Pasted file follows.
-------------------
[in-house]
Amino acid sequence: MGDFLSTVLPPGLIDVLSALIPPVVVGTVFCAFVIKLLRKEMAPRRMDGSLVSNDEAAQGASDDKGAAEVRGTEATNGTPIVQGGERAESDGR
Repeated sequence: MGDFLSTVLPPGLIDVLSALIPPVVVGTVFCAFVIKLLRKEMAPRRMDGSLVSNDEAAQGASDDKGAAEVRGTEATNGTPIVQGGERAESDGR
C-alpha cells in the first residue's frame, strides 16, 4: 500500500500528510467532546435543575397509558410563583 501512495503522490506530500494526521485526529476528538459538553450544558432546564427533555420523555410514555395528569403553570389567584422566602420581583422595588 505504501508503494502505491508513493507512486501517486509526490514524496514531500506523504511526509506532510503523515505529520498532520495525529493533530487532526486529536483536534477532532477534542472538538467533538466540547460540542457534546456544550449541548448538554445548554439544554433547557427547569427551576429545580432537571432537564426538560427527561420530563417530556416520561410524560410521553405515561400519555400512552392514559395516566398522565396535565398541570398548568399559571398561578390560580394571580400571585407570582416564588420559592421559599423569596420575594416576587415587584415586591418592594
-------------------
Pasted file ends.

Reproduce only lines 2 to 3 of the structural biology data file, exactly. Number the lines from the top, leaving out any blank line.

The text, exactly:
Amino acid sequence: MGDFLSTVLPPGLIDVLSALIPPVVVGTVFCAFVIKLLRKEMAPRRMDGSLVSNDEAAQGASDDKGAAEVRGTEATNGTPIVQGGERAESDGR
Repeated sequence: MGDFLSTVLPPGLIDVLSALIPPVVVGTVFCAFVIKLLRKEMAPRRMDGSLVSNDEAAQGASDDKGAAEVRGTEATNGTPIVQGGERAESDGR